Esperança vã. Eleições deram maioria à tribo maior, os Dinkas; o Presidente eleito convidou um Nuer, para vice-presidente - mas correu com ele em Julho e a curta paz acabou. Em 9 dos 10 estados federados do país grassam guerrilhas, reprimidas com tortura e massacre de civis. Dinkas e Nuers resvalam para guerra com 50.000 civis a pedirem protecção à ONU (que dobrou para 12.500 a força que lá colocara). A conselheira de segurança do Presidente dos Estados Unidos fez às partes as exortações piedosas do costume – renúncia à violência; diálogo – mas Washington, sobretudo desde o show de Obama na Síria, não mete o respeito que metia.

 

O Sudão do Sul é ao lado da Republica Centro-Africana, à beira de guerra civil entre maioria cristã e minoria muçulmana que começaram a matar-se uns aos outros. Como a expedição ao Mali foi a coisa que menos mal lhe correu desde que é presidente de França, Hollande mandou logo tropa para Bangui, onde estão também forças da União Africana. Soldados do Chade, muçulmanos, já foram assassinados por cristãos locais. Perante o descalabro, Samantha Power, embaixadora americana na ONU, fez uma visita relâmpago a Bangui onde exortou toda a gente a portar-se bem prevenindo que os Estados Unidos “estavam atentos”. Autora premiada de livro sobre genocídio (que enferma da pecha americana de ver o mal e o bem a preto e branco), conselheira de Obama, sumida enquanto Hillary Clinton foi Secretário de Estado (dissera, julgando que um microfone estava desligado, que Hillary era “um monstro”) voltou à cena sem ter aprendido nada.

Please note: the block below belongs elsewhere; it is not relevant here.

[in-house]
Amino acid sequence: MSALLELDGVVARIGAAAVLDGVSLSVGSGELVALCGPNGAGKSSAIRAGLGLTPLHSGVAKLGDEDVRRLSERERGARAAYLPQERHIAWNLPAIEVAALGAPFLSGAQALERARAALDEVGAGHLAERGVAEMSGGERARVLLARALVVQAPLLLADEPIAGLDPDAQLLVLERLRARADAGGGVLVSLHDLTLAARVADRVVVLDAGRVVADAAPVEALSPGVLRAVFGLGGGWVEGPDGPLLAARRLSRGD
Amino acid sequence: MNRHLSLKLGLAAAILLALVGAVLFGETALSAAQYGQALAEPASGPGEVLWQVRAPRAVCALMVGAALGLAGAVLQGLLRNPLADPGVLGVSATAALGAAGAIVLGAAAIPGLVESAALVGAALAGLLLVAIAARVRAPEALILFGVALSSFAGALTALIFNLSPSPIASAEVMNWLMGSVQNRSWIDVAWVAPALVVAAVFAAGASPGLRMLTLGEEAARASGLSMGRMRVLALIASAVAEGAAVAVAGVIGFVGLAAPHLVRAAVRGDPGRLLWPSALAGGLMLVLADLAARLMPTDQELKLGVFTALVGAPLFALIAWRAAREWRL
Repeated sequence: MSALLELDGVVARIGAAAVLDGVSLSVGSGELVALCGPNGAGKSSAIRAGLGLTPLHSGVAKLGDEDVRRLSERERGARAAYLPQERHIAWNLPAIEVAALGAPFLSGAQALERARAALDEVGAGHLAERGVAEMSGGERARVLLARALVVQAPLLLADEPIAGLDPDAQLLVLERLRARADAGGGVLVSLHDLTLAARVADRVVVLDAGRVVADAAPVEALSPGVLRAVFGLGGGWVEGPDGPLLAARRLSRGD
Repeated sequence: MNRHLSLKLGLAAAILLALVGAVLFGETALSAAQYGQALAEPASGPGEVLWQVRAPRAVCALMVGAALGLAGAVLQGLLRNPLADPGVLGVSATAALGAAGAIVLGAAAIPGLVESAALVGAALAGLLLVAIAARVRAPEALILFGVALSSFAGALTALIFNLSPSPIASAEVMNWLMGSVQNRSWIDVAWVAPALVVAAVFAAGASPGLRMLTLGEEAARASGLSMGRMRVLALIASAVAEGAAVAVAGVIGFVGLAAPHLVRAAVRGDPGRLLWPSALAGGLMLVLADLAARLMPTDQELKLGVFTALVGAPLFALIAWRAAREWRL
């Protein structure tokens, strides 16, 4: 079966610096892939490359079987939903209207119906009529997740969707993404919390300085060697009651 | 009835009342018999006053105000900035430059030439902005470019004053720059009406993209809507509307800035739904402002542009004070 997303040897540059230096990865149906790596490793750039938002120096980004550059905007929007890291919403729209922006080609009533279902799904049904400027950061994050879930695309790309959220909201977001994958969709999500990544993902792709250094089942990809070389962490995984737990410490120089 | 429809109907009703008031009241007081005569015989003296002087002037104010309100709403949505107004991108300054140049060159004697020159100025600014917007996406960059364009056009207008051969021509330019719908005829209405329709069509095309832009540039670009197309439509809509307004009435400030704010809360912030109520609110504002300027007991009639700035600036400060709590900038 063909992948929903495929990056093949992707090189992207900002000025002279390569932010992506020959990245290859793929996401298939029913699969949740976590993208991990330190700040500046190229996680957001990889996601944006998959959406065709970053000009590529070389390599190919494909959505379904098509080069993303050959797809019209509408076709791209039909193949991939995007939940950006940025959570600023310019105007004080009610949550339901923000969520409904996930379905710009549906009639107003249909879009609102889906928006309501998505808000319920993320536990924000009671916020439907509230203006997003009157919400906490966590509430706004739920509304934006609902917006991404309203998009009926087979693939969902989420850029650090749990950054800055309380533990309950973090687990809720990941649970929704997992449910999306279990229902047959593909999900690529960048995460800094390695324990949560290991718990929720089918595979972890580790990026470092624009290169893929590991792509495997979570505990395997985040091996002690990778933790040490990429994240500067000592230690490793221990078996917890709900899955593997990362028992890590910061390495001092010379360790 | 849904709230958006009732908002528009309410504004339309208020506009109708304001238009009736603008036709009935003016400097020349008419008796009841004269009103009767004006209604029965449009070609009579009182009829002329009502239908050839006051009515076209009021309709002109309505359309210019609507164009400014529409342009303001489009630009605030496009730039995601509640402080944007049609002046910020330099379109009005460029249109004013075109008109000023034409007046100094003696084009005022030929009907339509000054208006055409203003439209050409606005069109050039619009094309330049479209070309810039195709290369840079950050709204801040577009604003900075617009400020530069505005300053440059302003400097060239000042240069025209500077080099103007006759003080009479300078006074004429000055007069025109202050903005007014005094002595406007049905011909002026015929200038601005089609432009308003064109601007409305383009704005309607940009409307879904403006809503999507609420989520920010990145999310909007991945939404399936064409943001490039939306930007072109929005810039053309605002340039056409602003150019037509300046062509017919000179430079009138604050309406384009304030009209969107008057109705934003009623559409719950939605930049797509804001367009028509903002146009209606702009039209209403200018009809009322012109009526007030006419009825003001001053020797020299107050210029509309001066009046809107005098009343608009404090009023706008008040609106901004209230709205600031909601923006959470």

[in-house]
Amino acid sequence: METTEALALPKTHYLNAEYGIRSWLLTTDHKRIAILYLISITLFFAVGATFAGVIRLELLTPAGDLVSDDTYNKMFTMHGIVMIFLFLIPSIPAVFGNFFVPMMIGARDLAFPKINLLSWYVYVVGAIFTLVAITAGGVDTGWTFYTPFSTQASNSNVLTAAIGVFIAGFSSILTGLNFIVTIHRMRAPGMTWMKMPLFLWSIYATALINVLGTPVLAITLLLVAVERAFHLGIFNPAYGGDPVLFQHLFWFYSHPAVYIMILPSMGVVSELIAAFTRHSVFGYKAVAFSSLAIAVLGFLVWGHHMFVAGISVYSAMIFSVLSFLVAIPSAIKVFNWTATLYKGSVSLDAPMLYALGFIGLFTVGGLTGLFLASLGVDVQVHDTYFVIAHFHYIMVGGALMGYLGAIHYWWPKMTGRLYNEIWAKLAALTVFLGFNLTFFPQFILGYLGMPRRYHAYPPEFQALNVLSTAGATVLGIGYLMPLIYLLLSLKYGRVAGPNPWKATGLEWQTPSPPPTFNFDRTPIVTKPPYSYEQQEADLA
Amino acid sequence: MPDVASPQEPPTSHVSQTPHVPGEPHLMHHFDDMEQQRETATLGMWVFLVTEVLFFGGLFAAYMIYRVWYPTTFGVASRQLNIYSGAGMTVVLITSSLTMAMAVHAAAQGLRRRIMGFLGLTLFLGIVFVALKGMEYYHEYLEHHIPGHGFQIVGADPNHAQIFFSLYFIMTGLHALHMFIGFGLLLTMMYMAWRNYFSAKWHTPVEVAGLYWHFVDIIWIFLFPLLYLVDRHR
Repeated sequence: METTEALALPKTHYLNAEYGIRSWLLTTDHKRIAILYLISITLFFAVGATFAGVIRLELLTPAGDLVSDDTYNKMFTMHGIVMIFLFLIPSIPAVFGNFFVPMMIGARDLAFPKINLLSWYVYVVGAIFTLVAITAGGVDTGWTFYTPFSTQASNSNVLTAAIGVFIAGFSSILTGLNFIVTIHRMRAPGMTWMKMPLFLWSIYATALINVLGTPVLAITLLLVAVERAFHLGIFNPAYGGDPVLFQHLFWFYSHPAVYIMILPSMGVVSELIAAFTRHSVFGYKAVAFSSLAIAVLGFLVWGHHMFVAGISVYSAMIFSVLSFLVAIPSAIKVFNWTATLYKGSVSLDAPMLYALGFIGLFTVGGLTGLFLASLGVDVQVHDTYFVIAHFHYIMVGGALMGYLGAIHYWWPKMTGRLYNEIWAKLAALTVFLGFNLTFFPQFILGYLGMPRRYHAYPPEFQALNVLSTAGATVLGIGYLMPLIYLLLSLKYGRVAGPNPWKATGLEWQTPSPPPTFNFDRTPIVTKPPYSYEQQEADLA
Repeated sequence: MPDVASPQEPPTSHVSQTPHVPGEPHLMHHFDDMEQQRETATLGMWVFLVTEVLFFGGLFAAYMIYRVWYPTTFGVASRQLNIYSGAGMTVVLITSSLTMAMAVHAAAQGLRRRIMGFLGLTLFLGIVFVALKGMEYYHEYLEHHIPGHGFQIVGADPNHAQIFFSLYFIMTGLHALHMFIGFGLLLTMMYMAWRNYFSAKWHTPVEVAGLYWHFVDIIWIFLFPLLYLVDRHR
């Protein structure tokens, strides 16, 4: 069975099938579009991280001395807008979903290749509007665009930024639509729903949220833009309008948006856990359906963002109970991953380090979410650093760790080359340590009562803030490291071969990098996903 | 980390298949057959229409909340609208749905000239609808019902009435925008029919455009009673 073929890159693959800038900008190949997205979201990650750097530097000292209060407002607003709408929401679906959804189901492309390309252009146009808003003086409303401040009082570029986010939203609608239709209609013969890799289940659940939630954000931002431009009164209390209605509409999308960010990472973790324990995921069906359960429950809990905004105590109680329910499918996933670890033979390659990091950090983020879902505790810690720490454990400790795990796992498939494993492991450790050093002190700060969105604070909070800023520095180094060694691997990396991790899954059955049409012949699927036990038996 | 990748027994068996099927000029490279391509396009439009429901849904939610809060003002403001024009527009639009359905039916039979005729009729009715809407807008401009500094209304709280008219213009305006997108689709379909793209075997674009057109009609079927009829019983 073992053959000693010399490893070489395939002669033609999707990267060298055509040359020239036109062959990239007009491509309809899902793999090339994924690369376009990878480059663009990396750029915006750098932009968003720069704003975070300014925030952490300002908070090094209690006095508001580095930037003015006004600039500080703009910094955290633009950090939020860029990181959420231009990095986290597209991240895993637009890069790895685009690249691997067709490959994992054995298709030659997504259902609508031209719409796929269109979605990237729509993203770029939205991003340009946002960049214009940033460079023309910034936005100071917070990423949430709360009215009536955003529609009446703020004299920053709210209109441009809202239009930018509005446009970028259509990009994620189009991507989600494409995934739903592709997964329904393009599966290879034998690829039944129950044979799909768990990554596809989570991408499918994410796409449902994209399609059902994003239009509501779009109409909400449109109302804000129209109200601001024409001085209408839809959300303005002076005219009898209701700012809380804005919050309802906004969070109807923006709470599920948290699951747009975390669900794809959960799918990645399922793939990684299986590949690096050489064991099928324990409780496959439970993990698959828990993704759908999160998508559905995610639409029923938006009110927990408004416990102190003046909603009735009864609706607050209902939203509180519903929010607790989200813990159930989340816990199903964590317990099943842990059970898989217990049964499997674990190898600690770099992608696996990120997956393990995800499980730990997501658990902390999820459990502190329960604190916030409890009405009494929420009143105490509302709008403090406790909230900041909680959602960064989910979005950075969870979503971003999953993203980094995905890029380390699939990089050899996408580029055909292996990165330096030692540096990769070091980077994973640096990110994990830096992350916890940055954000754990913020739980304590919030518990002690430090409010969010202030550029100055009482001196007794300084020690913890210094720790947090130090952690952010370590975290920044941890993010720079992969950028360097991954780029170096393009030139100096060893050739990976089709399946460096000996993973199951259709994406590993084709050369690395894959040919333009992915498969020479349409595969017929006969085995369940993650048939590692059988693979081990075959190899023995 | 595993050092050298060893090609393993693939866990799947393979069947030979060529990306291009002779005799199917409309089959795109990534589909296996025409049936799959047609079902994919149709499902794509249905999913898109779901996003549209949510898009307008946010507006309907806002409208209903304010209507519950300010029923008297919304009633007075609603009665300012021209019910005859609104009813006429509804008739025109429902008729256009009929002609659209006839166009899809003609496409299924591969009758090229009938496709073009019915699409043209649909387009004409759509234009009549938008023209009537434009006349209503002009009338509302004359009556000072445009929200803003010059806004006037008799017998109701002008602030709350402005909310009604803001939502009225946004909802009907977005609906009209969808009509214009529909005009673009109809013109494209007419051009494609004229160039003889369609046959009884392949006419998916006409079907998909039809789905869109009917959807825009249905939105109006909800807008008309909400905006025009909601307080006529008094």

Se os Estados Unidos perderam de vez o jeito de agarrar o mundo pela pele do pescoço, como se agarra um gato – jeito que lhes ganhou duas guerras mundiais e a guerra fria - a megalomania de Putin, a convicção de superioridade dos chineses, agitar-se-ão para ocupar o lugar vazio. Nenhuma delas o conseguirá mas para os europeus vão ser tempos duros. Sem América forte e decidida não haverá ordem no mundo. E sem ajuda americana os europeus nem terão o preciso – reabastecimento aéreo, munições de precisão, espionagem – para mandar fazer pazes em brigas africanas.

 

 

Ano Novo feliz!

 

 

publicado por VF às 00:12